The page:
Studies attest to quercetin's ability to kill cancer cells


  by: Ramon Tomey

Quercetin previously made waves as an alternative treatment for the Wuhan coronavirus (COVID-19) infection, as touted by the late Dr. Vladimir "Zev" Zelenko.

An August 2022 study published in Nutrition Research looked at the pro-apoptotic effects of quercetin on aging cells. The study authors from Near East University in Cyprus looked at pre-clinical and early phase data on the use of quercetin against aging cells.

"Some of these cells have apoptosis resistance and can cause recurrence in cancer," the researchers wrote. "Quercetin administration appears to be effective in preventing or alleviating cancer formation."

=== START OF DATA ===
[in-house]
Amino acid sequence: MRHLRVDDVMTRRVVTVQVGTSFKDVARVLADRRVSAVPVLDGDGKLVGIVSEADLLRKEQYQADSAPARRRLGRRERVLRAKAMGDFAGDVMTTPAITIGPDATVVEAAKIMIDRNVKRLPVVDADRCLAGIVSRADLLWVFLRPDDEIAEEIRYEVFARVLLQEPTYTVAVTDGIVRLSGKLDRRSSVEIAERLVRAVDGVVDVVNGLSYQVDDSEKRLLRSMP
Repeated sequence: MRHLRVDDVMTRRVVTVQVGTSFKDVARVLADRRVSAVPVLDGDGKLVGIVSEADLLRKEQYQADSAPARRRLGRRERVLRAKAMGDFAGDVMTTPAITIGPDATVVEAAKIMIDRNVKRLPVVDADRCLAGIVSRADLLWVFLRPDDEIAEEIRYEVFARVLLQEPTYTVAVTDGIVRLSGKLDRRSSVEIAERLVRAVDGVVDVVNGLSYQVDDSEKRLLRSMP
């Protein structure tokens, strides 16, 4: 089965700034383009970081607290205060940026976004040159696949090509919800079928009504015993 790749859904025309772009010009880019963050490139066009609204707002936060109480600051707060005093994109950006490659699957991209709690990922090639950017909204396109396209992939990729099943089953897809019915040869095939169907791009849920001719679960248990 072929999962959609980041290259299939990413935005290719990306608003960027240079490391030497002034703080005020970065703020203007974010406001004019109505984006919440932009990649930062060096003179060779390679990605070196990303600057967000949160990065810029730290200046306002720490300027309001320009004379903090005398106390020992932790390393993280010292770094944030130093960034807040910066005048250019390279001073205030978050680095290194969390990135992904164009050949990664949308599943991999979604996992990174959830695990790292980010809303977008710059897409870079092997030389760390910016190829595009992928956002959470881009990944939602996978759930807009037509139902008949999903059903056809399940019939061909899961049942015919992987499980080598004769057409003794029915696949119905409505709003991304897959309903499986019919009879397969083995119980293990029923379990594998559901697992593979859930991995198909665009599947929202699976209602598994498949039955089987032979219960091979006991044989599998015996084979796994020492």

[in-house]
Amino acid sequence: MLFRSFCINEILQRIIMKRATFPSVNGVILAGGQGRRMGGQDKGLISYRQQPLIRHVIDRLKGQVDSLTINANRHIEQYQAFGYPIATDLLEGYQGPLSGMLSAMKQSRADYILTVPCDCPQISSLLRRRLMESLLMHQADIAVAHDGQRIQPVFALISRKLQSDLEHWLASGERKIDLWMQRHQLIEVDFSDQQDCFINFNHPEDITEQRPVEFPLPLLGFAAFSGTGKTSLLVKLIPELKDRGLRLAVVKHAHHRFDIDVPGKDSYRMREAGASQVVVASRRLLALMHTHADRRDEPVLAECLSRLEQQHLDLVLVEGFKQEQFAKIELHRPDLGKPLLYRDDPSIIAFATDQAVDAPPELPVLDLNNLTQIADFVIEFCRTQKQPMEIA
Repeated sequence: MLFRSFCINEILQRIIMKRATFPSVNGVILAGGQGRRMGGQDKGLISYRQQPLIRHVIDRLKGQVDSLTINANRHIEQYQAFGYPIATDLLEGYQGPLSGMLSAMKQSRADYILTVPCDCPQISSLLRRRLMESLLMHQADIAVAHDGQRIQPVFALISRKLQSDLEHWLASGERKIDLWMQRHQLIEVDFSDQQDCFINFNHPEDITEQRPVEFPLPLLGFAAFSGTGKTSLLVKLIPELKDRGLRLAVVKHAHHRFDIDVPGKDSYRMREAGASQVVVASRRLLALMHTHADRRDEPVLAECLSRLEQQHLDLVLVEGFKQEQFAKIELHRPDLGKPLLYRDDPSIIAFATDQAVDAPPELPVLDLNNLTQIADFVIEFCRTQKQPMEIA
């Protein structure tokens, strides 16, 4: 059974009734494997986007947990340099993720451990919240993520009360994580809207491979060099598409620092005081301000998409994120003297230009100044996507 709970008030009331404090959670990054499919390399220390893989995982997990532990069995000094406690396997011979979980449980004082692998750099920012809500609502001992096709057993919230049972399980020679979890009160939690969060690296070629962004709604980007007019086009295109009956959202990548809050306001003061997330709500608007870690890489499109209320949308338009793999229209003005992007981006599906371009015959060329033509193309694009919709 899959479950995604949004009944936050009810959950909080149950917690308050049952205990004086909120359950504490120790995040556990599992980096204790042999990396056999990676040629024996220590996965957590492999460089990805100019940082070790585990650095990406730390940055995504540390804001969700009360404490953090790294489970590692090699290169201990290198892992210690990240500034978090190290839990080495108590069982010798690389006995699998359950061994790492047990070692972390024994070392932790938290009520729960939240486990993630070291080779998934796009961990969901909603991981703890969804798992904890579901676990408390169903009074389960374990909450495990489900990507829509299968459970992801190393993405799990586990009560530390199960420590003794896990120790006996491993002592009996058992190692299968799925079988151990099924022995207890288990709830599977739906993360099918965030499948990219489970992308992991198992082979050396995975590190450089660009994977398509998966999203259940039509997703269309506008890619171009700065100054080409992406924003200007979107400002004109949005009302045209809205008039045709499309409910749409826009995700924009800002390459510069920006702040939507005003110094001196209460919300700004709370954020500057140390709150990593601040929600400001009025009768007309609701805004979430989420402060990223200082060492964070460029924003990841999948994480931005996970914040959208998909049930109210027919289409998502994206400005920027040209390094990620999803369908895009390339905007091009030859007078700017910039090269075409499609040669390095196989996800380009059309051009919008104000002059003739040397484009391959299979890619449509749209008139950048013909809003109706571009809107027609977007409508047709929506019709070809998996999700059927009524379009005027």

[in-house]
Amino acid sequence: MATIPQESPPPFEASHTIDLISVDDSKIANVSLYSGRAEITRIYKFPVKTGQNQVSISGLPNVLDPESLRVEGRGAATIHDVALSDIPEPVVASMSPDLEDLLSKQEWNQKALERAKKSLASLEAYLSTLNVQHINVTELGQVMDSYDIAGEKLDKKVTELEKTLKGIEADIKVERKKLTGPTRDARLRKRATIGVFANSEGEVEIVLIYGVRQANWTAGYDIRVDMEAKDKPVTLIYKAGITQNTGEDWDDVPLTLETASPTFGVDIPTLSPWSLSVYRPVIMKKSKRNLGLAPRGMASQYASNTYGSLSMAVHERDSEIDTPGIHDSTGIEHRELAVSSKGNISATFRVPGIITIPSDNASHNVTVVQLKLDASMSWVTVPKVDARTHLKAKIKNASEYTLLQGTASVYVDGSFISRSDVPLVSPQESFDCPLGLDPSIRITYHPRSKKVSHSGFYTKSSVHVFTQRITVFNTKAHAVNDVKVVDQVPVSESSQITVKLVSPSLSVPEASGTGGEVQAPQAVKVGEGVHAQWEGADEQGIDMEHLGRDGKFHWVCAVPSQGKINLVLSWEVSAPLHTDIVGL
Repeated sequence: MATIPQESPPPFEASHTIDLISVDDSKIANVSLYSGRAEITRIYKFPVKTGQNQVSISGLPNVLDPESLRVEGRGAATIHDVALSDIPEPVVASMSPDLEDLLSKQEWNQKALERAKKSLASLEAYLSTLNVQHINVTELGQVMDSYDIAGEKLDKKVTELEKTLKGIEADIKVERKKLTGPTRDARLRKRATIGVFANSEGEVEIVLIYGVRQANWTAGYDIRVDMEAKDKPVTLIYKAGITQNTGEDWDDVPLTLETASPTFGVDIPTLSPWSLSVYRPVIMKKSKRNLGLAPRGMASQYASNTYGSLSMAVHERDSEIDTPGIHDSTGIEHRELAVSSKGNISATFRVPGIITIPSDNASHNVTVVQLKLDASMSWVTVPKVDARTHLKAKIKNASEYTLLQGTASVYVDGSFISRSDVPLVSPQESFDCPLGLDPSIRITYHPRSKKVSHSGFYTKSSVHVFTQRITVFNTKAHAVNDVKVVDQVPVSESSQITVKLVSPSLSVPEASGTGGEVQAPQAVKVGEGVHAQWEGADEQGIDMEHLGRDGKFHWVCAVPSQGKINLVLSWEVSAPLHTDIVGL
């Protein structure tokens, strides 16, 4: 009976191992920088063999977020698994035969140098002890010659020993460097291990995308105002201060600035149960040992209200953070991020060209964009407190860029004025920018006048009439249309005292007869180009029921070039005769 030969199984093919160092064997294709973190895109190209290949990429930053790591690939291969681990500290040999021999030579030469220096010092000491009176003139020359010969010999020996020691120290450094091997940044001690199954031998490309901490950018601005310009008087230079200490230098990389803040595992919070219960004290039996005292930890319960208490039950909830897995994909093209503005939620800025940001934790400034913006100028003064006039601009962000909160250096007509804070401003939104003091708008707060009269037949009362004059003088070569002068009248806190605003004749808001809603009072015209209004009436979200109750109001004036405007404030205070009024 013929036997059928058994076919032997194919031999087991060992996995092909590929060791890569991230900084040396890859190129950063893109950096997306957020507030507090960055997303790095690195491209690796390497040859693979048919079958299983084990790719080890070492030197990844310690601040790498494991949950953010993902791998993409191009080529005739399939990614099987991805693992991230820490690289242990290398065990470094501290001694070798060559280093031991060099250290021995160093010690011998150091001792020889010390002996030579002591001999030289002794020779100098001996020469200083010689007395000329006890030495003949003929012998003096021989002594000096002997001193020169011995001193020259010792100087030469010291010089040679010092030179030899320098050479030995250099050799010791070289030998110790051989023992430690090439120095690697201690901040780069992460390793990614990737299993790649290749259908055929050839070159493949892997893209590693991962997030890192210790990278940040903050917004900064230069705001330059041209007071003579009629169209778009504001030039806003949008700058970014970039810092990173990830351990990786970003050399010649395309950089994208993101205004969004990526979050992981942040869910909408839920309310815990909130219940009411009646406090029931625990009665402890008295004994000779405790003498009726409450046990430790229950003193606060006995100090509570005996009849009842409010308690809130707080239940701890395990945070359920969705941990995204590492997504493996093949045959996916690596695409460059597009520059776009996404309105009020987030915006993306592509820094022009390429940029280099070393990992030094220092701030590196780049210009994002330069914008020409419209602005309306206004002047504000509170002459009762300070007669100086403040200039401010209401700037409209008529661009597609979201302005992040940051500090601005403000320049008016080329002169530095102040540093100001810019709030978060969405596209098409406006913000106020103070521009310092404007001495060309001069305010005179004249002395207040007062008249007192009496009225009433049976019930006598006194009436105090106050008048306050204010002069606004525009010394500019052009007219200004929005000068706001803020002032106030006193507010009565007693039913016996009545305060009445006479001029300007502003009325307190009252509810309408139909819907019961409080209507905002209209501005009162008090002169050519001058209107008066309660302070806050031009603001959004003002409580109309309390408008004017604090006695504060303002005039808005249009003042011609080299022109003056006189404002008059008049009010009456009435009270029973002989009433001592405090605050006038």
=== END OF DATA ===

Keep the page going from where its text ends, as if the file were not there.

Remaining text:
An earlier review of studies published in Cancer Letters found that animal studies had demonstrated quercetin could prevent chemically induced cancer growth and epidemiological studies found that it could also prevent lung cancer.

Lab studies have also demonstrated that quercetin is a strong antioxidant and has pro-apoptotic effects on tumor cells, with the ability to block growth at different phases of the cell cycle. Research has also demonstrated that quercetin can promote the loss of cell viability and autophagy through several pathways, including those involving mitochondrial function and glucose metabolism.